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Here a few recipes:
Makes about 1 quart
- 3/4 cup sugar
- Zest of 1 yuzu
- Juice of 1 about 1 tablespoon
- 1/4 cup fresh lime juice
- Pinch of salt
- 1 cup milk
- 1/2 cup heavy cream
- Blend the sugar, yuzu juice and zest, lime juice and salt in a blender.
- Add the milk and cream. Blend thoroughly.
- Refrigerate the mixture for at least 1 hour and up to overnight. Put the container to store the sherbet in the freezer meantime.
- Make the sherbet in an ice-cream maker. Store the sherbet in the pre-chilled container.
- Alternately, freeze the sherbet in a tightly sealed container. Remove it from the freezer when it has reached a half-frozen state.
- Whisk the half-frozen sherbet thoroughly and return it to the freezer until solid.
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Servings: 1 Cocktail
- 1 whole Yuzu or 1- 1/2 tablespoons yuzu juice
- 2 ounces gin
- 1/8 teaspoon vanilla extract
- 1/2 ounce simple syrup or to taste
- A dash of orange bitters
- 2 ounces club soda
- Slice the yuzu fruit in half.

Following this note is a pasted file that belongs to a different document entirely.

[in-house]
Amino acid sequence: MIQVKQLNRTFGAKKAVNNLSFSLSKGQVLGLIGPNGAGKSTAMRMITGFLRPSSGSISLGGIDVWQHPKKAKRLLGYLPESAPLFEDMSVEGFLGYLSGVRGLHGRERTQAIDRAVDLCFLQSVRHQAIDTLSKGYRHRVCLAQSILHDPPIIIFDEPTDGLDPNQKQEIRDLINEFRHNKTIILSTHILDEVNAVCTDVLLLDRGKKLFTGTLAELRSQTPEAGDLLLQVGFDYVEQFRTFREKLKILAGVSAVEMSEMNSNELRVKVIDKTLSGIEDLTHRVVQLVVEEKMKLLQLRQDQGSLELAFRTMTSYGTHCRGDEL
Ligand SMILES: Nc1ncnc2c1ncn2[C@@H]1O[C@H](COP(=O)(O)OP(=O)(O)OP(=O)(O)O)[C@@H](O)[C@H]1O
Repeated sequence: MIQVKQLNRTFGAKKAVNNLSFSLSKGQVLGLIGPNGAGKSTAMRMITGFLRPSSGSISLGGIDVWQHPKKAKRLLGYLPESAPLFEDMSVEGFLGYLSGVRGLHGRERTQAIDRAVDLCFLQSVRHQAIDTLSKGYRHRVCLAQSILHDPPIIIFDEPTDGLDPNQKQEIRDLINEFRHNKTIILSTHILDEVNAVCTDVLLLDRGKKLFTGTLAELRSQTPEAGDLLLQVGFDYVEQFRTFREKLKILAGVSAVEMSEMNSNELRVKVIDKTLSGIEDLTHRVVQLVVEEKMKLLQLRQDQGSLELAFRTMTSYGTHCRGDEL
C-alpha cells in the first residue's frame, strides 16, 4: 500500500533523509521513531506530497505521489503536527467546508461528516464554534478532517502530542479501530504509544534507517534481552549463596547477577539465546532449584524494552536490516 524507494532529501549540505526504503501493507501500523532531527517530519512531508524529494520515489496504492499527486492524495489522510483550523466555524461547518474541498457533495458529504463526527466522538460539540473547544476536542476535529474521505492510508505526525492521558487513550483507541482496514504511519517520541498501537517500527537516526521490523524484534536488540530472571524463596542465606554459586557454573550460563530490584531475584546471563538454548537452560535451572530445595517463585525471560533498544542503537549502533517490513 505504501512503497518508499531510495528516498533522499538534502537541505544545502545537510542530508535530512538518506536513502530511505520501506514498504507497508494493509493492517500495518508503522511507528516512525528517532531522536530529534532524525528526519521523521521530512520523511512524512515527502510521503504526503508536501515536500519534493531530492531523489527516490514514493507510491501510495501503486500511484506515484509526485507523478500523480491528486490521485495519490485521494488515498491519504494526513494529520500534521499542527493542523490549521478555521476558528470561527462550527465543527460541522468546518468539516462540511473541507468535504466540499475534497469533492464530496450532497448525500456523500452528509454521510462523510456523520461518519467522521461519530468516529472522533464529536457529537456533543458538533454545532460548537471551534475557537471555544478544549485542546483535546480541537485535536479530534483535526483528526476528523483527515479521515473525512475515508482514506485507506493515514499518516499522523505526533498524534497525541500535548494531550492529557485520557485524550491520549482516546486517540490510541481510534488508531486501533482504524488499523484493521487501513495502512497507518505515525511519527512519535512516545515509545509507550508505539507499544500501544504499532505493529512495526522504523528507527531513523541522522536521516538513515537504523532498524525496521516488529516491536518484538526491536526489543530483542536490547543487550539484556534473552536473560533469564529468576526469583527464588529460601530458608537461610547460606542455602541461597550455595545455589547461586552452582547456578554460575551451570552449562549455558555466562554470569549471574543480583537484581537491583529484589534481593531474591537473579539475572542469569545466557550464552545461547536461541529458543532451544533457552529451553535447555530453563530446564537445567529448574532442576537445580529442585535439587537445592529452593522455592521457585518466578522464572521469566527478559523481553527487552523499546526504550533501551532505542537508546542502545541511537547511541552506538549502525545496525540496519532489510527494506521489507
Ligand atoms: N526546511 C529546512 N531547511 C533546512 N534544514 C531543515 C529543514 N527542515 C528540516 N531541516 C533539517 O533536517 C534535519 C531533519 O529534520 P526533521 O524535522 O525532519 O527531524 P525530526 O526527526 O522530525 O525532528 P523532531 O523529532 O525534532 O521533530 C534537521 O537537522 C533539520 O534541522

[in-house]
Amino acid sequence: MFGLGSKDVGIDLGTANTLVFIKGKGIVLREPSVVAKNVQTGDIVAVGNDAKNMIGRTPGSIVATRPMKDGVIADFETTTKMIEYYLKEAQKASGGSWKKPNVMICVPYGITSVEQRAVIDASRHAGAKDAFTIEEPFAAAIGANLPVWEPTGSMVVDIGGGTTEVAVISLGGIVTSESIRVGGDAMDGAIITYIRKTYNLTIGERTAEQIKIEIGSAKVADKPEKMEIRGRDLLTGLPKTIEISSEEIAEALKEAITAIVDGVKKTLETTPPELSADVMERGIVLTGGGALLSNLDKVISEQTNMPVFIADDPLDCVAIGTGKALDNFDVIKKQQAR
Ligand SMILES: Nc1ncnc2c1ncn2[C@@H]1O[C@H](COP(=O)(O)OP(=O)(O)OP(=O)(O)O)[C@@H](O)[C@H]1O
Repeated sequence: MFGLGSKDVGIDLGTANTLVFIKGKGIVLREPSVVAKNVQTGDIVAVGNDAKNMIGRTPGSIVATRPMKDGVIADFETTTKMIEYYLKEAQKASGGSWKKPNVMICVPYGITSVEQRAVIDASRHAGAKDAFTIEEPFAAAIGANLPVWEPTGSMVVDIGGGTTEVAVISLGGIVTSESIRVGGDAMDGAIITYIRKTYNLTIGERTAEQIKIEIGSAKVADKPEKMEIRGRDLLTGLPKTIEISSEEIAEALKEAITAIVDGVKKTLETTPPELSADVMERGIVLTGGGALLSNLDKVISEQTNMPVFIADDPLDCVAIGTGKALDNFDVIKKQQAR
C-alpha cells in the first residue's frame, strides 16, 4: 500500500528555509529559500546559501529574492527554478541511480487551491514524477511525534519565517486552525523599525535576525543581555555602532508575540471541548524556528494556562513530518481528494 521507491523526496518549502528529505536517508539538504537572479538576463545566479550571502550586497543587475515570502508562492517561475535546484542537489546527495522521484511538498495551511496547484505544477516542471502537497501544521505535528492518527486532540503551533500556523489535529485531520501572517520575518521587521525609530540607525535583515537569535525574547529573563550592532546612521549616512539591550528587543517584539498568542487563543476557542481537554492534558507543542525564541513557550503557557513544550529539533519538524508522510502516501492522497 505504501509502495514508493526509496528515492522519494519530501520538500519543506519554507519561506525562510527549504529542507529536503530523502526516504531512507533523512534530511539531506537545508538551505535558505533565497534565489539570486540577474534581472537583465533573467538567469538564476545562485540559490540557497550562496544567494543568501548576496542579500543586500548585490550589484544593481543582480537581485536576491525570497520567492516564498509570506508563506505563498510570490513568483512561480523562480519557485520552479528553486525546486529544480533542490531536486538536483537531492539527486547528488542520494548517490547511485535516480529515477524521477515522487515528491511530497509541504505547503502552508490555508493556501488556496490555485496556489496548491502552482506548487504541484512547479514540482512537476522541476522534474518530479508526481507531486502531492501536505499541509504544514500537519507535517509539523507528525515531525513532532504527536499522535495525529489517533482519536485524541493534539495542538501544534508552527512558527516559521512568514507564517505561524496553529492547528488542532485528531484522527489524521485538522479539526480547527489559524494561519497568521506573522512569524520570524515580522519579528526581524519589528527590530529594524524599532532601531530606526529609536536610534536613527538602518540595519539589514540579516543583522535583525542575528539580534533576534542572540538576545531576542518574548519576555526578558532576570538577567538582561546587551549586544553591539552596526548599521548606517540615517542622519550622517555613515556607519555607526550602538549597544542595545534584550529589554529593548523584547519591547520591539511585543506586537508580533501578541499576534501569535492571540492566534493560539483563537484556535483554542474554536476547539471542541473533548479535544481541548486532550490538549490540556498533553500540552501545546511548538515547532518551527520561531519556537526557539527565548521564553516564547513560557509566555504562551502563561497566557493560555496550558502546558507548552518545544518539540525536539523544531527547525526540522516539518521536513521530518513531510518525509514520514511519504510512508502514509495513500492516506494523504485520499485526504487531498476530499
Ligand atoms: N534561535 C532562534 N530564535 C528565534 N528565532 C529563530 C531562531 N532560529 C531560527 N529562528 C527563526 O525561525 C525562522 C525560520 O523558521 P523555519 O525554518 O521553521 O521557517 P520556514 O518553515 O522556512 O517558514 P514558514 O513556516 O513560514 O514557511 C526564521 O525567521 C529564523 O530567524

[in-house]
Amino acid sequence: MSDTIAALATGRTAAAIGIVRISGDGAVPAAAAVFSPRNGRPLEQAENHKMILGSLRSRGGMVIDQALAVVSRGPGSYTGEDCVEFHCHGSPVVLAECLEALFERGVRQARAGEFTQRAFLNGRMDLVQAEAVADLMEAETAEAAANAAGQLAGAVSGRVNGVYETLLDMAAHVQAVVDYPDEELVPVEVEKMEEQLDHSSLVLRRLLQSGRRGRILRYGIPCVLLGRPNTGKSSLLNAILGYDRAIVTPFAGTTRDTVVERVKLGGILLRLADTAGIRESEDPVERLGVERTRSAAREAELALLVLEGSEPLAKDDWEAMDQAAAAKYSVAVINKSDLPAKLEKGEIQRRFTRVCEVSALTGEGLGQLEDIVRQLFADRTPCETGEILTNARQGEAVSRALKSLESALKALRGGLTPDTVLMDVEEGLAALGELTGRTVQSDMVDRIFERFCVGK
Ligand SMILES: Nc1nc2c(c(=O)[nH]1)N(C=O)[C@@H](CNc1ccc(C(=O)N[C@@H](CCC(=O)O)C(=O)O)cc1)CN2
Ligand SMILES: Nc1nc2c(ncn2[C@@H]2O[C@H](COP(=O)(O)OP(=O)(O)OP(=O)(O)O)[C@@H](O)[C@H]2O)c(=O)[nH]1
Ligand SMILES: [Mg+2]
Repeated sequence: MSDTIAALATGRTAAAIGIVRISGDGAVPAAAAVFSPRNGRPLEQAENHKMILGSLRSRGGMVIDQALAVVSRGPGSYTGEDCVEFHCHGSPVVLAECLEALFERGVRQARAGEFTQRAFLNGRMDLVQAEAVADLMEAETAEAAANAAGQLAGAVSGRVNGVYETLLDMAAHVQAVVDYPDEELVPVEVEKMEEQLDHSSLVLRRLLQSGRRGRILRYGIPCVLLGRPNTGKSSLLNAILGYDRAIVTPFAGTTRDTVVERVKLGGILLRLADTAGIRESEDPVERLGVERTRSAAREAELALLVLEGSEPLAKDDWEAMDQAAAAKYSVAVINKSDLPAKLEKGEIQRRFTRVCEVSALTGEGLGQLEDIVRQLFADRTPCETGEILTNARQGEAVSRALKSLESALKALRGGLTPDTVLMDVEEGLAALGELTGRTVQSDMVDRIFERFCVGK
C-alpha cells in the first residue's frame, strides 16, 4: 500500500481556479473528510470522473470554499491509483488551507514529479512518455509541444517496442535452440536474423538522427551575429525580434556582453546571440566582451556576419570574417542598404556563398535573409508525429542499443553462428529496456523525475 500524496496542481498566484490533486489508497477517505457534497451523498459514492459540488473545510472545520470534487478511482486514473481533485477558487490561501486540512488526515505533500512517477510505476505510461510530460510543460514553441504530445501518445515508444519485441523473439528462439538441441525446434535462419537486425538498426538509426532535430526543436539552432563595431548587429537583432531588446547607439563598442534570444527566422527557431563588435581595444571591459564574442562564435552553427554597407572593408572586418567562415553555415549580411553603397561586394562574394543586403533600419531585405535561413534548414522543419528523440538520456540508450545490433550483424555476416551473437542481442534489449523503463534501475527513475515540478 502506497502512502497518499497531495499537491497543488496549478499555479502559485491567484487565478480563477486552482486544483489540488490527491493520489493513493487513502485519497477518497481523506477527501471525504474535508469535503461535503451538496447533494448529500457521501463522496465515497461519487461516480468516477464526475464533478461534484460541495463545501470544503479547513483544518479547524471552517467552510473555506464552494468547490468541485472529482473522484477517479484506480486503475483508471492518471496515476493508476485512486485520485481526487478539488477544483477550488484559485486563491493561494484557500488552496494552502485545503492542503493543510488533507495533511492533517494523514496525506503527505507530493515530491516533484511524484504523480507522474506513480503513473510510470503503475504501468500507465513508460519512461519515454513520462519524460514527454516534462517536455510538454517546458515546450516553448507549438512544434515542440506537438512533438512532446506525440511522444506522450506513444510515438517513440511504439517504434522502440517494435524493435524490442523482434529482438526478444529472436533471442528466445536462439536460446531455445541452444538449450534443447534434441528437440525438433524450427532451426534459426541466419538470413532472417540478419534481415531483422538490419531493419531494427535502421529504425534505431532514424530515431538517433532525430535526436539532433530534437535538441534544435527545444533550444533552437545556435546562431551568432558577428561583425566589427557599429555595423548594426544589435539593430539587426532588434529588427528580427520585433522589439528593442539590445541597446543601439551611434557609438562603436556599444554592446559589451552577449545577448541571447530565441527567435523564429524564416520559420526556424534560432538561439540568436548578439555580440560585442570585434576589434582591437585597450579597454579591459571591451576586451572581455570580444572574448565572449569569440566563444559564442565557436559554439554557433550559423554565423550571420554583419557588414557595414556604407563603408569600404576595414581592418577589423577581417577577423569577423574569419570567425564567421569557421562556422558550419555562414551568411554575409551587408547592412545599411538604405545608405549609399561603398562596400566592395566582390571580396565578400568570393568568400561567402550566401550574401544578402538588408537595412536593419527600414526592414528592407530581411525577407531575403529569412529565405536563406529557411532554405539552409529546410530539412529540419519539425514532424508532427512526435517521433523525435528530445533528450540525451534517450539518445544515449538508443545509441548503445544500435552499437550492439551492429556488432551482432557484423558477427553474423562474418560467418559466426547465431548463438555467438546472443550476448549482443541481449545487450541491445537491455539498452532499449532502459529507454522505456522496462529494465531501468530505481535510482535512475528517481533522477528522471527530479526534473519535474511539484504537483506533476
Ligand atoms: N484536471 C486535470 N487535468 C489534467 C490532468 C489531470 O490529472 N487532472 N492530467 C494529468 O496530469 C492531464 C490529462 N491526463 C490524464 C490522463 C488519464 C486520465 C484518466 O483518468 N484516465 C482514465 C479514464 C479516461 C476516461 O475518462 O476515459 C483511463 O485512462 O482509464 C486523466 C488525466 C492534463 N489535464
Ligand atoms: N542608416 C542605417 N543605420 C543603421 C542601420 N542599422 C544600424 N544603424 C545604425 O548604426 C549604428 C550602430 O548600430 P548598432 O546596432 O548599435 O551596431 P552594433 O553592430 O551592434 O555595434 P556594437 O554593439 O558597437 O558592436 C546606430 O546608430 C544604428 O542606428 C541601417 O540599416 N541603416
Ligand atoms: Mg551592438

- Place it in a cocktail shaker and press it with a wooden spoon to extract the oils and juice (this is muddling the fruit).
- Add the gin, vanilla extract, simple syrup, and bitters. Add ice and shake for 15-20 seconds.
- Strain the cocktail over fresh ice in an Old-Fashioned glass. Add club soda and stir. Drink!
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Roast Yuzu Chicken
Roast Yuzu Chicken
- 2 crushed garlic cloves
- 2 teaspoons grated ginger
- 2 tablespoons melted unsalted butter
- 2 tablespoons yuzu juice
- 1 tablespoon light soy sauce
- 4 chicken thighs with drumsticks attached
- Black sesame seeds to garnish
- Lemon wedges
- Combine garlic, ginger, butter, 2 tablespoons of yuzu juice, and 1 tablespoon soy sauce in a bowl.
- Marinate the chicken in the above mixture, turning it to coat all over. Refrigerate to marinate for 20 minutes.
- Turn the oven on to 375°F.
- Drain the chicken but reserve the marinade. Pat the chicken dry with paper towels.
- Line a baking sheet with baking parchment. Place the chicken pieces on it and roast for 1 hour.
- Baste the chicken with the reserved marinade every 15 minutes. Cover it loosely with foil if it’s browning too quickly.
- Sprinkle sesame seeds over the chicken, and serve with lemon to squeeze over.